Author Interview with George Sullivan

You may remember back in February when I reviewed TOM THUMB: THE REMARKABLE TRUE STORY OF A MAN IN MINIATURE by George Sullivan.

Sullivan has written more than 100 nonfiction books for children and young adults, and he was kind enough to email me directly after the review! Isn’t that sweet? I was so tickled, I decided to take advantage of the situation to ask him a few questions and get to know him a little better. And he agreed to let me share his answers with you, so you can get to know him better, too!

LT: At this point in your career, what does a typical workday look like ?

GS: I’ve always done my writing early in the morning, beginning at least by 5:30 am, and continuing until my wife and I have breakfast around 8:30 or so. After breakfast, I put what I’ve written on my computer. The next morning, I begin by carefully editing the previous day’s work.

LT: What kinds of things do you like to do when you’re not writing?

GS: I like to play tennis in New York’s Central Park and to ride my bicycle into the different city neighborhoods—Soho, Tribeca, Nolita, etc. I like to shop for food in local markets. I like to cook. I also like to dine at nice restaurants. I like to visit the Metropolitan Museum and art galleries that feature photographs. There’s always something to do.

LT: How did you first become interested in writing about Tom Thumb?

GS: I’ve been very much interested in 19th century photographs for many years, the work of Mathew Brady, the preeminent Civil War photographer in particular. (My book, MATHEW BRADY, HIS LIFE AND PHOTOGRAPHS, was published by Dutton/Cobblehill in 1994.) I collect these photographs; I buy and sell them. Several years ago, I began to notice that small Brady card photographs taken in connection with the wedding of Tom Thumb and Lavinia Warren were always available for purchase on eBay, and for modest amounts of money. After doing some research, I learned that Tom’s wedding, which took place in New York City in October 1863, was an absolutely spectacular event, and vied with the Civil War for attention in newspapers of the day. The little card photographs of Tom, Lavinia, and other members of the wedding party were sold by the tens of thousands. No wonder they’re still easy to obtain. I began to think that Tom, as America’s first celebrity, would make a good subject for a biography—and he was.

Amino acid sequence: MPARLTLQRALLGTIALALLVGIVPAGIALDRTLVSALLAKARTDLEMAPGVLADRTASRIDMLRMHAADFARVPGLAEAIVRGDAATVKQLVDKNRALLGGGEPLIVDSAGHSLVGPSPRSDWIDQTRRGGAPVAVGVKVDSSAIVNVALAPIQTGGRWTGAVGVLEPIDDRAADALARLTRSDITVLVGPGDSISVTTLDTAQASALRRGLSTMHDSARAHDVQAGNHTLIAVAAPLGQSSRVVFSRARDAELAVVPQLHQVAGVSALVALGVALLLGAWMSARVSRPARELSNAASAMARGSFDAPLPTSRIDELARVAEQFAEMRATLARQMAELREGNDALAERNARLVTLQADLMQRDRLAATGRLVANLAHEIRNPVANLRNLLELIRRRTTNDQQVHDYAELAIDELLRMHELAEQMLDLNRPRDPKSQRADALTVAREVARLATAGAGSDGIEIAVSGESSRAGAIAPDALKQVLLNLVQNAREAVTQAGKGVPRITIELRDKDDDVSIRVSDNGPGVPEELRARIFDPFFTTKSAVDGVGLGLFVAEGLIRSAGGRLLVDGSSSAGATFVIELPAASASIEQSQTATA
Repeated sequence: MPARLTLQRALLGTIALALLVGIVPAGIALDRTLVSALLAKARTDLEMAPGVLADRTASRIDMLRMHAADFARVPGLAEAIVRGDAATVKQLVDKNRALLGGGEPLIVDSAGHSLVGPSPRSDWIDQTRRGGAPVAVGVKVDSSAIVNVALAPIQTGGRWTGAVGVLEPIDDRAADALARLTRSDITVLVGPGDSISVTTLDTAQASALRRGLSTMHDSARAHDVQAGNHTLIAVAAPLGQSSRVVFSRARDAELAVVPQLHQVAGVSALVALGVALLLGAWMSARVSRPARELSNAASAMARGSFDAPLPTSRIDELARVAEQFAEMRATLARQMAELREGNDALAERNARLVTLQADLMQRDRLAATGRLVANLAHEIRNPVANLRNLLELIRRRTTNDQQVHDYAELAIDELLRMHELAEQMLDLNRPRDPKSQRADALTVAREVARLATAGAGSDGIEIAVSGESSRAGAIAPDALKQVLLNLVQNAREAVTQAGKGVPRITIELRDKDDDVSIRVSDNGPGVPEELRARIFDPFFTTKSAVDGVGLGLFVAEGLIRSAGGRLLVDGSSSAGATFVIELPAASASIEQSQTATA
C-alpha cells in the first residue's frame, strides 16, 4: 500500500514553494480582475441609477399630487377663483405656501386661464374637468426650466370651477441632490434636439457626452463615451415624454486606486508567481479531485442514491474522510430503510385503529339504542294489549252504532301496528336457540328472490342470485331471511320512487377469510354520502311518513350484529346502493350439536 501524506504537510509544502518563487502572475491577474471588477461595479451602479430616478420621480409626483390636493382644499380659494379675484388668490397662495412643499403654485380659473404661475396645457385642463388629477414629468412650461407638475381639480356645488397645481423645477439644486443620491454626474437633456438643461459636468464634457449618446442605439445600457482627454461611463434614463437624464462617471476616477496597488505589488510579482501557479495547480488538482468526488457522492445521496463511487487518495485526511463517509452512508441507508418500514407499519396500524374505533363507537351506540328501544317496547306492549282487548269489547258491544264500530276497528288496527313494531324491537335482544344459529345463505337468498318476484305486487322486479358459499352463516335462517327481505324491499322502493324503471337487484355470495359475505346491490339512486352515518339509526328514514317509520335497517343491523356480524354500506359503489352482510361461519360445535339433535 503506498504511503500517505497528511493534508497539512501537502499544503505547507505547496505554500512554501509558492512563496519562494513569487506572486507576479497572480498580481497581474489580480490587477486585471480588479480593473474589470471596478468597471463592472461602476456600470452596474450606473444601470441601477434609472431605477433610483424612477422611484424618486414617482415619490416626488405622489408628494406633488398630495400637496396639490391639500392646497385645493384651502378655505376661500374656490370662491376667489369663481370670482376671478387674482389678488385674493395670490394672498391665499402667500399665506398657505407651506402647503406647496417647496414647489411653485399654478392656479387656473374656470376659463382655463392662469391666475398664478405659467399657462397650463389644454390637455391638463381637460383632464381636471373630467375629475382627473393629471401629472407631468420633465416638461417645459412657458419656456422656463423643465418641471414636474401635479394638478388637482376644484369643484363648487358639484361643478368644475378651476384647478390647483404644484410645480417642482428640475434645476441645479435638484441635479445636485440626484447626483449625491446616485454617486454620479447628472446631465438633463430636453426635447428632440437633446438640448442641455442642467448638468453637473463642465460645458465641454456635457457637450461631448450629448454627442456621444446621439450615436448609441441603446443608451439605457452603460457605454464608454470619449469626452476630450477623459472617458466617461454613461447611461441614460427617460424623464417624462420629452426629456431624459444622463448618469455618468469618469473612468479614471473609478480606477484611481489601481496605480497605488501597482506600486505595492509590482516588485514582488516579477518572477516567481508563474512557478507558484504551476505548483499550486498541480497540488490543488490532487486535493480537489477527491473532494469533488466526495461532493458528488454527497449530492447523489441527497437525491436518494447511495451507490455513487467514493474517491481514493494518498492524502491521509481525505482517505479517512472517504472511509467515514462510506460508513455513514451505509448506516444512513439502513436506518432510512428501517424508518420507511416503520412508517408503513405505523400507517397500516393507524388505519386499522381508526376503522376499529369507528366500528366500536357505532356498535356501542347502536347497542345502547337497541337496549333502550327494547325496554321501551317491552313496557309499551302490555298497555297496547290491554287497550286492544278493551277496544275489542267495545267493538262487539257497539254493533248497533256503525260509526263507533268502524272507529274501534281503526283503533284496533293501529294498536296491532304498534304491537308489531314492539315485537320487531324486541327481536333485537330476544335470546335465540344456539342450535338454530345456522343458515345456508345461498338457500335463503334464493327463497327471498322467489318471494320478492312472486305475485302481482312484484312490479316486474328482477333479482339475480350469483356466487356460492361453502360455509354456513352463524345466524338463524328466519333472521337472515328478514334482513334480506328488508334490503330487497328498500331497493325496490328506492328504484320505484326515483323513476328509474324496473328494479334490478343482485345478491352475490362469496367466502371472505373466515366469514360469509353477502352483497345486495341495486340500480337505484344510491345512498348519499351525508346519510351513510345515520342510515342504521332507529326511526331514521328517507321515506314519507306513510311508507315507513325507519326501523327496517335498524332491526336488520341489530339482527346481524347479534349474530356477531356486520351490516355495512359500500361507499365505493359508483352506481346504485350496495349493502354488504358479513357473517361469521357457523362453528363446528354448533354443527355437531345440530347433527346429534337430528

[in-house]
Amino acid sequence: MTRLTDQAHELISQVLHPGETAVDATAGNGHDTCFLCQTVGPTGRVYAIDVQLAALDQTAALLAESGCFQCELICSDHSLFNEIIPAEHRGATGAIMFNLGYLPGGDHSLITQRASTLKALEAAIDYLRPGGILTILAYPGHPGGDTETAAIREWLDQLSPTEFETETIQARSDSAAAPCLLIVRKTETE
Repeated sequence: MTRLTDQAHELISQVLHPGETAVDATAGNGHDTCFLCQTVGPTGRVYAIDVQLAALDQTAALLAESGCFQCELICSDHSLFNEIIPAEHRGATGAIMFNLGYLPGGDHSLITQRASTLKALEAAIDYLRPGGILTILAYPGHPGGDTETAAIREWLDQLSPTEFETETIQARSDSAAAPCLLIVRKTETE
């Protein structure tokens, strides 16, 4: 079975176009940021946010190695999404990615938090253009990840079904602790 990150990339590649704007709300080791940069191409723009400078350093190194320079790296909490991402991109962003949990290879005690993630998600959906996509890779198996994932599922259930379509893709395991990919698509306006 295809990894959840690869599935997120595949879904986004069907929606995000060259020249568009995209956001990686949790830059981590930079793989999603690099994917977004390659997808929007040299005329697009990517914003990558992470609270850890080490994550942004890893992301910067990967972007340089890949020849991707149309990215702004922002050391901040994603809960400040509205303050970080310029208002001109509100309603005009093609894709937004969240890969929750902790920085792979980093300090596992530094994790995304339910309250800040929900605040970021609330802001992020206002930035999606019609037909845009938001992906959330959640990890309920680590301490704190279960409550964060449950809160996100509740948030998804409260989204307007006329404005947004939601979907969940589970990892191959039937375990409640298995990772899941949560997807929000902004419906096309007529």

LT: Did you do all the photo research for the book too? Can you tell us about that process?

GS: I did do the photo research for the book. I was aided enormously by the photograph curators at the Bridgeport Public Library and the Barnum Museum, also in Bridgeport (where Tom was born and brought up). Besides photographs, these institutions had large collections of illustrations–engravings from Harper’s Weekly and other publications of the time—that I was able to draw upon.

LT: Thank you so much, George. It was wonderful to hear some of the story behind this great book and “meet” the author!

If you haven’t checked out George’s TOM THUMB book yet, do! You can read more about it here.

6 thoughts on “Author Interview with George Sullivan

      1. I know my letter is off-subject. I wrote the FAN LETTER because I didn’t know where/how to get my message to George Sullivan. If someone could tell me how, I would follow that person’s instructions.

        1. Hi Kande,
          Thanks for posting the fan letter! I’m sure George would love to read it. I no longer have valid contact information for him, unfortunately. I recommend sending a copy to him c/o the book’s publisher. They should be able to see that it gets passed on to him.
          Cheers!

  1. FAN LETTER

    I was doubtful when I saw that the book The Day the Women Got the Vote was written by a man. In fact I finally read it today, although I’ve been retired for more than a decade. When I bought it (through Scholastic) I was teaching fourth grade (although I’ve taught K through college), as well as homesteading, raising 3 kids, and generally breaking my ass. I mention this, because I’m embarrassed that I felt I hadn’t time to read it sooner.

    When I was approaching the end of the book, I felt very satisfied that author Sullivan had done a great job, but possibly even greater as a prognosticator: “But the woman with the greatest impact on the Clinton administration is the president’s wife, Hillary Rodham Clinton, to whom he often turns for advice and counsel. Twice named one of the 100 top lawyers in the United States, Hillary Clinton is looked upon as an expert on family, health, and educational issues.”

    I am satisfied that the description that author Sullivan gave is a sufficient resumé for the presidency, and I’m somewhat surprised that I haven’t heard this mentioned in her campaign.

    Thank you, George Sullivan, for a wonderful and refreshing book!

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